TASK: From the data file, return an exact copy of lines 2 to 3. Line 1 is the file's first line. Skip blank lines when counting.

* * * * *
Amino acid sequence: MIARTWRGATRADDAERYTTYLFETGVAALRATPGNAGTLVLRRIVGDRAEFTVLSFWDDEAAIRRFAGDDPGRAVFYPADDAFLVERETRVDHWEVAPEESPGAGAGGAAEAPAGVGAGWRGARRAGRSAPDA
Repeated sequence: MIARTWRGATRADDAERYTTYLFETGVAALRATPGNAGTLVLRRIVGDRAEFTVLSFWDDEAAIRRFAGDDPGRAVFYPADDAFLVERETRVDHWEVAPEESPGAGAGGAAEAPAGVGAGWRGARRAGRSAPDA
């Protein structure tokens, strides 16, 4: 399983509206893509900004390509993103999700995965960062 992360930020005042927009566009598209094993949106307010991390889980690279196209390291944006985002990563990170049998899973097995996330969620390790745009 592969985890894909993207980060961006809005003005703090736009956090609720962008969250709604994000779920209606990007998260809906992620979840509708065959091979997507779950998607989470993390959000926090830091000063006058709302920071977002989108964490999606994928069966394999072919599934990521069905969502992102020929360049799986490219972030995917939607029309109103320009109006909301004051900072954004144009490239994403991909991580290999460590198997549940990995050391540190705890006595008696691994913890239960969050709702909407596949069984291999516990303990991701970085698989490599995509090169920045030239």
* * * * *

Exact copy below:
Repeated sequence: MIARTWRGATRADDAERYTTYLFETGVAALRATPGNAGTLVLRRIVGDRAEFTVLSFWDDEAAIRRFAGDDPGRAVFYPADDAFLVERETRVDHWEVAPEESPGAGAGGAAEAPAGVGAGWRGARRAGRSAPDA
């Protein structure tokens, strides 16, 4: 399983509206893509900004390509993103999700995965960062 992360930020005042927009566009598209094993949106307010991390889980690279196209390291944006985002990563990170049998899973097995996330969620390790745009 592969985890894909993207980060961006809005003005703090736009956090609720962008969250709604994000779920209606990007998260809906992620979840509708065959091979997507779950998607989470993390959000926090830091000063006058709302920071977002989108964490999606994928069966394999072919599934990521069905969502992102020929360049799986490219972030995917939607029309109103320009109006909301004051900072954004144009490239994403991909991580290999460590198997549940990995050391540190705890006595008696691994913890239960969050709702909407596949069984291999516990303990991701970085698989490599995509090169920045030239």